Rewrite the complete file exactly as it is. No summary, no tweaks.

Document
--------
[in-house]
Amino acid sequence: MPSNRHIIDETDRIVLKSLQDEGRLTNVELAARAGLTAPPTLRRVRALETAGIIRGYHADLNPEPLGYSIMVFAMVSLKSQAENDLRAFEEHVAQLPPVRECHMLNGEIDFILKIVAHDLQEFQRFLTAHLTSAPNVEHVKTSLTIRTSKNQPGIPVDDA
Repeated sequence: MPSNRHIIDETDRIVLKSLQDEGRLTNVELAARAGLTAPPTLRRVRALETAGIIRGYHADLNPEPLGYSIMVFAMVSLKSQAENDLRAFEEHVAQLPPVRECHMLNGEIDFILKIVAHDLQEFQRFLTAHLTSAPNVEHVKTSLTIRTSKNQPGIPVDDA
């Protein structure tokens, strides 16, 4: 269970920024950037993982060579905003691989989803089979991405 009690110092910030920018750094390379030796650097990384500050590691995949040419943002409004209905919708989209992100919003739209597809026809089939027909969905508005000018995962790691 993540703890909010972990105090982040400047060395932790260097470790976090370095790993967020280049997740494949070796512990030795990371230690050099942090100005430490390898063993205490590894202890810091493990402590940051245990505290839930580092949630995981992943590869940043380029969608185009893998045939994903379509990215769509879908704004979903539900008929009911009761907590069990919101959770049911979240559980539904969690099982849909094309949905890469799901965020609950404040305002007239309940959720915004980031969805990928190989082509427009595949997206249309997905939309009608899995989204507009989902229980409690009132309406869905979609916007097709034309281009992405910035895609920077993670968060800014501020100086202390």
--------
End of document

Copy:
[in-house]
Amino acid sequence: MPSNRHIIDETDRIVLKSLQDEGRLTNVELAARAGLTAPPTLRRVRALETAGIIRGYHADLNPEPLGYSIMVFAMVSLKSQAENDLRAFEEHVAQLPPVRECHMLNGEIDFILKIVAHDLQEFQRFLTAHLTSAPNVEHVKTSLTIRTSKNQPGIPVDDA
Repeated sequence: MPSNRHIIDETDRIVLKSLQDEGRLTNVELAARAGLTAPPTLRRVRALETAGIIRGYHADLNPEPLGYSIMVFAMVSLKSQAENDLRAFEEHVAQLPPVRECHMLNGEIDFILKIVAHDLQEFQRFLTAHLTSAPNVEHVKTSLTIRTSKNQPGIPVDDA
């Protein structure tokens, strides 16, 4: 269970920024950037993982060579905003691989989803089979991405 009690110092910030920018750094390379030796650097990384500050590691995949040419943002409004209905919708989209992100919003739209597809026809089939027909969905508005000018995962790691 993540703890909010972990105090982040400047060395932790260097470790976090370095790993967020280049997740494949070796512990030795990371230690050099942090100005430490390898063993205490590894202890810091493990402590940051245990505290839930580092949630995981992943590869940043380029969608185009893998045939994903379509990215769509879908704004979903539900008929009911009761907590069990919101959770049911979240559980539904969690099982849909094309949905890469799901965020609950404040305002007239309940959720915004980031969805990928190989082509427009595949997206249309997905939309009608899995989204507009989902229980409690009132309406869905979609916007097709034309281009992405910035895609920077993670968060800014501020100086202390």